Umami & Kaiseki @ the METメトロポリタン美術館の 料亭 Kikunoi

The other day our friends talked enthusiastically about the Kaiseki experience at an UMAMI dinner at the Metropolitan Museum. They were at our terrace for lunch the following day and our dishes must have looked very poor in comparison. The brochure for the menu was fancier than the museum guide.

The Umami Information Center says “When humans eat, they use all of their senses (sight, hearing, smell, touch and taste) to form general judgments about their food, but it is taste that is the most influential in determining how delicious a food is” , but I think that sometimes the setting, our expectations and the rituals of eating are very effective.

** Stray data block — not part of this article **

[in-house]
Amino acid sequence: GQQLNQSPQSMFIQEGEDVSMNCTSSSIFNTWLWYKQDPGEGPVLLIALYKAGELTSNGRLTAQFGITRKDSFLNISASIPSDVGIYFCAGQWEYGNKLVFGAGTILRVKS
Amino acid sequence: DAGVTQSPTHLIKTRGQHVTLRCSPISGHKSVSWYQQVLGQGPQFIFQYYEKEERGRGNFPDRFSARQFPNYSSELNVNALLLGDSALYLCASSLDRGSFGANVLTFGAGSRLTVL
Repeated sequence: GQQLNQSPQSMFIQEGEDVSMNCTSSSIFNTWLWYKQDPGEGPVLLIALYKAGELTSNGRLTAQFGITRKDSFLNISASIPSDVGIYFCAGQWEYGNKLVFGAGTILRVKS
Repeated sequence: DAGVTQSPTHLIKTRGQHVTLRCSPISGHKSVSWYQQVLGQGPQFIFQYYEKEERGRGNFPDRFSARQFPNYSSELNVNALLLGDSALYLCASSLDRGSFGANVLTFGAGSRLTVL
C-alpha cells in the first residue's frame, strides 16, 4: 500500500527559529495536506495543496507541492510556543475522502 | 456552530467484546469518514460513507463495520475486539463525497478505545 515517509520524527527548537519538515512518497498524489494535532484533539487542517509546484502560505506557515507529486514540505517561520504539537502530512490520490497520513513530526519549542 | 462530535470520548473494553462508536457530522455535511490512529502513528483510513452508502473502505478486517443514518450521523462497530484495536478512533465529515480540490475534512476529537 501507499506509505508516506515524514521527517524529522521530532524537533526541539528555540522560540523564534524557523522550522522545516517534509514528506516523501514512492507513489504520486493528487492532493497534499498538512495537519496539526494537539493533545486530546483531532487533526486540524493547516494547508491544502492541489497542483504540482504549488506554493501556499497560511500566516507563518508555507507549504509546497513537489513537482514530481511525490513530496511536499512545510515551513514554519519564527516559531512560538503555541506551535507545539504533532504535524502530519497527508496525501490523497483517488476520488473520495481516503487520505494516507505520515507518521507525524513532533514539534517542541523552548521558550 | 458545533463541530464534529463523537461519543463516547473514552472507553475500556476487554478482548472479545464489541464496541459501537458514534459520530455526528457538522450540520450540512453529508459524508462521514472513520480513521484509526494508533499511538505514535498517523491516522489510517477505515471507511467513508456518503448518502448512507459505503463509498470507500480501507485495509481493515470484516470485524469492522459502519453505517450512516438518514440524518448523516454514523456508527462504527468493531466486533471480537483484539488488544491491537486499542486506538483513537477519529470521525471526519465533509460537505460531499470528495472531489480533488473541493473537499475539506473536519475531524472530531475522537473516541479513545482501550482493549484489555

Am I a poor loser if I say we had a handicap? The surrounding setting definitely worked, they were having dinner in an amazing museum.  Nobody has been impressed with my MATCHA or Japanese tea which is used for the tea ceremony, but everybody says it is wonderful after they experience a real tea ceremony. This is a good example that the situation alters the perception drastically. Japanese food needs a special setting with the right atmosphere and input to impress people. In New York sushi is the exception; it already has a reputation and if you serve sushi suddenly it is a fancy meal.




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